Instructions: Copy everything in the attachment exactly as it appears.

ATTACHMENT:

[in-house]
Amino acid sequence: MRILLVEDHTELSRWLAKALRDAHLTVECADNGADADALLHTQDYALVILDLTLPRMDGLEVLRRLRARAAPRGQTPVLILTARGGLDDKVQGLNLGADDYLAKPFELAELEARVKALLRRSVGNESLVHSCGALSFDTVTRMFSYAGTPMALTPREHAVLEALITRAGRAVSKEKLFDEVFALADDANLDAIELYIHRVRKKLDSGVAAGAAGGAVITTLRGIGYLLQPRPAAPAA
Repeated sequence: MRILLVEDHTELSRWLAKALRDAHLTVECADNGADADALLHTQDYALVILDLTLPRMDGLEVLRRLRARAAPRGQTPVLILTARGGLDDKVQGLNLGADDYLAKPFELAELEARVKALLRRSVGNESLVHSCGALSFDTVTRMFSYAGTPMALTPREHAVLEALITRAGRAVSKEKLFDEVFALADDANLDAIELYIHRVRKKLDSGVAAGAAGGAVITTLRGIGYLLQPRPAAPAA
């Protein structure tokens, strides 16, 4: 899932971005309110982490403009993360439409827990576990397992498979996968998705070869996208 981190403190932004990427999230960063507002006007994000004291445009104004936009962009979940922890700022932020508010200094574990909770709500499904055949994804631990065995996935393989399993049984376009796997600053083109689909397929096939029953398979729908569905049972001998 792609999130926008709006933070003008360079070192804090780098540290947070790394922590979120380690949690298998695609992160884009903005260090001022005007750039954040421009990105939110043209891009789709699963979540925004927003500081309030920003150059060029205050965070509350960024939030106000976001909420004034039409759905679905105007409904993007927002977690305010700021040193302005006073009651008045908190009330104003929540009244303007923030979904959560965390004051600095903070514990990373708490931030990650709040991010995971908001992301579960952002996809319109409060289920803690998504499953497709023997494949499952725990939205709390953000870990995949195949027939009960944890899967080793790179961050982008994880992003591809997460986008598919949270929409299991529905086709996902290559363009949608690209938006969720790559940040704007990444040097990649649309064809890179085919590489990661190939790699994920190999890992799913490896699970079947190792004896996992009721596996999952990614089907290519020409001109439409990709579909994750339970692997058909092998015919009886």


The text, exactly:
[in-house]
Amino acid sequence: MRILLVEDHTELSRWLAKALRDAHLTVECADNGADADALLHTQDYALVILDLTLPRMDGLEVLRRLRARAAPRGQTPVLILTARGGLDDKVQGLNLGADDYLAKPFELAELEARVKALLRRSVGNESLVHSCGALSFDTVTRMFSYAGTPMALTPREHAVLEALITRAGRAVSKEKLFDEVFALADDANLDAIELYIHRVRKKLDSGVAAGAAGGAVITTLRGIGYLLQPRPAAPAA
Repeated sequence: MRILLVEDHTELSRWLAKALRDAHLTVECADNGADADALLHTQDYALVILDLTLPRMDGLEVLRRLRARAAPRGQTPVLILTARGGLDDKVQGLNLGADDYLAKPFELAELEARVKALLRRSVGNESLVHSCGALSFDTVTRMFSYAGTPMALTPREHAVLEALITRAGRAVSKEKLFDEVFALADDANLDAIELYIHRVRKKLDSGVAAGAAGGAVITTLRGIGYLLQPRPAAPAA
């Protein structure tokens, strides 16, 4: 899932971005309110982490403009993360439409827990576990397992498979996968998705070869996208 981190403190932004990427999230960063507002006007994000004291445009104004936009962009979940922890700022932020508010200094574990909770709500499904055949994804631990065995996935393989399993049984376009796997600053083109689909397929096939029953398979729908569905049972001998 792609999130926008709006933070003008360079070192804090780098540290947070790394922590979120380690949690298998695609992160884009903005260090001022005007750039954040421009990105939110043209891009789709699963979540925004927003500081309030920003150059060029205050965070509350960024939030106000976001909420004034039409759905679905105007409904993007927002977690305010700021040193302005006073009651008045908190009330104003929540009244303007923030979904959560965390004051600095903070514990990373708490931030990650709040991010995971908001992301579960952002996809319109409060289920803690998504499953497709023997494949499952725990939205709390953000870990995949195949027939009960944890899967080793790179961050982008994880992003591809997460986008598919949270929409299991529905086709996902290559363009949608690209938006969720790559940040704007990444040097990649649309064809890179085919590489990661190939790699994920190999890992799913490896699970079947190792004896996992009721596996999952990614089907290519020409001109439409990709579909994750339970692997058909092998015919009886």